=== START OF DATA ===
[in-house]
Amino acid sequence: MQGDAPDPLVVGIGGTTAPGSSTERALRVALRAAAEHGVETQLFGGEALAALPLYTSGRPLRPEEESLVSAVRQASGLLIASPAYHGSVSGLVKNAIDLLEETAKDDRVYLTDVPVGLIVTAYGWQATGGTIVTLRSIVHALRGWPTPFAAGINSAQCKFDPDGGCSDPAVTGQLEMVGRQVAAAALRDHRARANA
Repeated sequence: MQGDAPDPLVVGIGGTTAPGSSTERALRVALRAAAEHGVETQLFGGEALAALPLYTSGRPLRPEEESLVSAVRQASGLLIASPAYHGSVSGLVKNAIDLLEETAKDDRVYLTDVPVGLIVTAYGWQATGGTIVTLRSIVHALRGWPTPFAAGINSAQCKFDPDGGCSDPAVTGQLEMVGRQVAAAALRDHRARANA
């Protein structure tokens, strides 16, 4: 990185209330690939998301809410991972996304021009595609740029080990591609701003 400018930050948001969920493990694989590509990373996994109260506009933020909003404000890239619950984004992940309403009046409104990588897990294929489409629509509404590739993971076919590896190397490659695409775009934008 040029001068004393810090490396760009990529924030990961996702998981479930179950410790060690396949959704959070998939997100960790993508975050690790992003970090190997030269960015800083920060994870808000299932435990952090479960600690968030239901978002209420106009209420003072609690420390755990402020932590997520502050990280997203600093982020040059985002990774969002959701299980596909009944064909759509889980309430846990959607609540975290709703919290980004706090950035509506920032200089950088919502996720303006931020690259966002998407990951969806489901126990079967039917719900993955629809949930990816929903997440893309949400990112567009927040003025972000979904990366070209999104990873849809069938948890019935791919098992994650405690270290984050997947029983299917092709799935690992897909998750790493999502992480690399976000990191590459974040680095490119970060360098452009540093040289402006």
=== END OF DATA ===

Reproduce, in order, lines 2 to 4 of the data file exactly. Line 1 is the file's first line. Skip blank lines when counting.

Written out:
Amino acid sequence: MQGDAPDPLVVGIGGTTAPGSSTERALRVALRAAAEHGVETQLFGGEALAALPLYTSGRPLRPEEESLVSAVRQASGLLIASPAYHGSVSGLVKNAIDLLEETAKDDRVYLTDVPVGLIVTAYGWQATGGTIVTLRSIVHALRGWPTPFAAGINSAQCKFDPDGGCSDPAVTGQLEMVGRQVAAAALRDHRARANA
Repeated sequence: MQGDAPDPLVVGIGGTTAPGSSTERALRVALRAAAEHGVETQLFGGEALAALPLYTSGRPLRPEEESLVSAVRQASGLLIASPAYHGSVSGLVKNAIDLLEETAKDDRVYLTDVPVGLIVTAYGWQATGGTIVTLRSIVHALRGWPTPFAAGINSAQCKFDPDGGCSDPAVTGQLEMVGRQVAAAALRDHRARANA
């Protein structure tokens, strides 16, 4: 990185209330690939998301809410991972996304021009595609740029080990591609701003 400018930050948001969920493990694989590509990373996994109260506009933020909003404000890239619950984004992940309403009046409104990588897990294929489409629509509404590739993971076919590896190397490659695409775009934008 040029001068004393810090490396760009990529924030990961996702998981479930179950410790060690396949959704959070998939997100960790993508975050690790992003970090190997030269960015800083920060994870808000299932435990952090479960600690968030239901978002209420106009209420003072609690420390755990402020932590997520502050990280997203600093982020040059985002990774969002959701299980596909009944064909759509889980309430846990959607609540975290709703919290980004706090950035509506920032200089950088919502996720303006931020690259966002998407990951969806489901126990079967039917719900993955629809949930990816929903997440893309949400990112567009927040003025972000979904990366070209999104990873849809069938948890019935791919098992994650405690270290984050997947029983299917092709799935690992897909998750790493999502992480690399976000990191590459974040680095490119970060360098452009540093040289402006």